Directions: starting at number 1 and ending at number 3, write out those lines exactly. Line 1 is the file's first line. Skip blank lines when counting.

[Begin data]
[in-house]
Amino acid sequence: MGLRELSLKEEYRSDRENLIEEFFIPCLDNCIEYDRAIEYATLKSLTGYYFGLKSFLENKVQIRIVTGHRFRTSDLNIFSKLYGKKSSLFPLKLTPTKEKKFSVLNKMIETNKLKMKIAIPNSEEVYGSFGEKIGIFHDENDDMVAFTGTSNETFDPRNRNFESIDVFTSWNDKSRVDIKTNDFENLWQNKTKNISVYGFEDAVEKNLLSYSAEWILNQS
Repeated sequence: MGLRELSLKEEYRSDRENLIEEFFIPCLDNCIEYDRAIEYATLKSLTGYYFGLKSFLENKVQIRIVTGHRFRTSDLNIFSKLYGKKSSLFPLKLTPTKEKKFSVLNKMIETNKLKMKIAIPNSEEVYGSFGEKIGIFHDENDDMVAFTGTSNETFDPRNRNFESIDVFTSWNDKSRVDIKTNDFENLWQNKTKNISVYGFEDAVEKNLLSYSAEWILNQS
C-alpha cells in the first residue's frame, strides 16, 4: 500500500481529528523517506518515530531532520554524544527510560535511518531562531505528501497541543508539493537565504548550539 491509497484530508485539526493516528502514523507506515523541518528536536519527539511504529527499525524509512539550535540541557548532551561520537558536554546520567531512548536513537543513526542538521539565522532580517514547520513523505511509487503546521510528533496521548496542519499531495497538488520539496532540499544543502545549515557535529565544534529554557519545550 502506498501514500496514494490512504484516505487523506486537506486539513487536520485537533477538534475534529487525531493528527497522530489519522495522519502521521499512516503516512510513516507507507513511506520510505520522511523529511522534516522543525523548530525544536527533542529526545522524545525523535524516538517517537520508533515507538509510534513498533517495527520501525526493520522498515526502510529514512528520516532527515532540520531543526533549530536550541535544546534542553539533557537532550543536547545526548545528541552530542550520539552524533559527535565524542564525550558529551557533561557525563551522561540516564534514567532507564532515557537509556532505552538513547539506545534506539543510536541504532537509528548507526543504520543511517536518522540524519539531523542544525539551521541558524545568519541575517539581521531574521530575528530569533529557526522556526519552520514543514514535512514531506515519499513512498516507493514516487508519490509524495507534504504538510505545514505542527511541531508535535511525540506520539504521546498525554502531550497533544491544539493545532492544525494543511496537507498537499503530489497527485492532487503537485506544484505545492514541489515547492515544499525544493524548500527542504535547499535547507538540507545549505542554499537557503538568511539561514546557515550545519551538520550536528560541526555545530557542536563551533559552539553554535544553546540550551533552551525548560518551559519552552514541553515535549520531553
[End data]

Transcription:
[in-house]
Amino acid sequence: MGLRELSLKEEYRSDRENLIEEFFIPCLDNCIEYDRAIEYATLKSLTGYYFGLKSFLENKVQIRIVTGHRFRTSDLNIFSKLYGKKSSLFPLKLTPTKEKKFSVLNKMIETNKLKMKIAIPNSEEVYGSFGEKIGIFHDENDDMVAFTGTSNETFDPRNRNFESIDVFTSWNDKSRVDIKTNDFENLWQNKTKNISVYGFEDAVEKNLLSYSAEWILNQS
Repeated sequence: MGLRELSLKEEYRSDRENLIEEFFIPCLDNCIEYDRAIEYATLKSLTGYYFGLKSFLENKVQIRIVTGHRFRTSDLNIFSKLYGKKSSLFPLKLTPTKEKKFSVLNKMIETNKLKMKIAIPNSEEVYGSFGEKIGIFHDENDDMVAFTGTSNETFDPRNRNFESIDVFTSWNDKSRVDIKTNDFENLWQNKTKNISVYGFEDAVEKNLLSYSAEWILNQS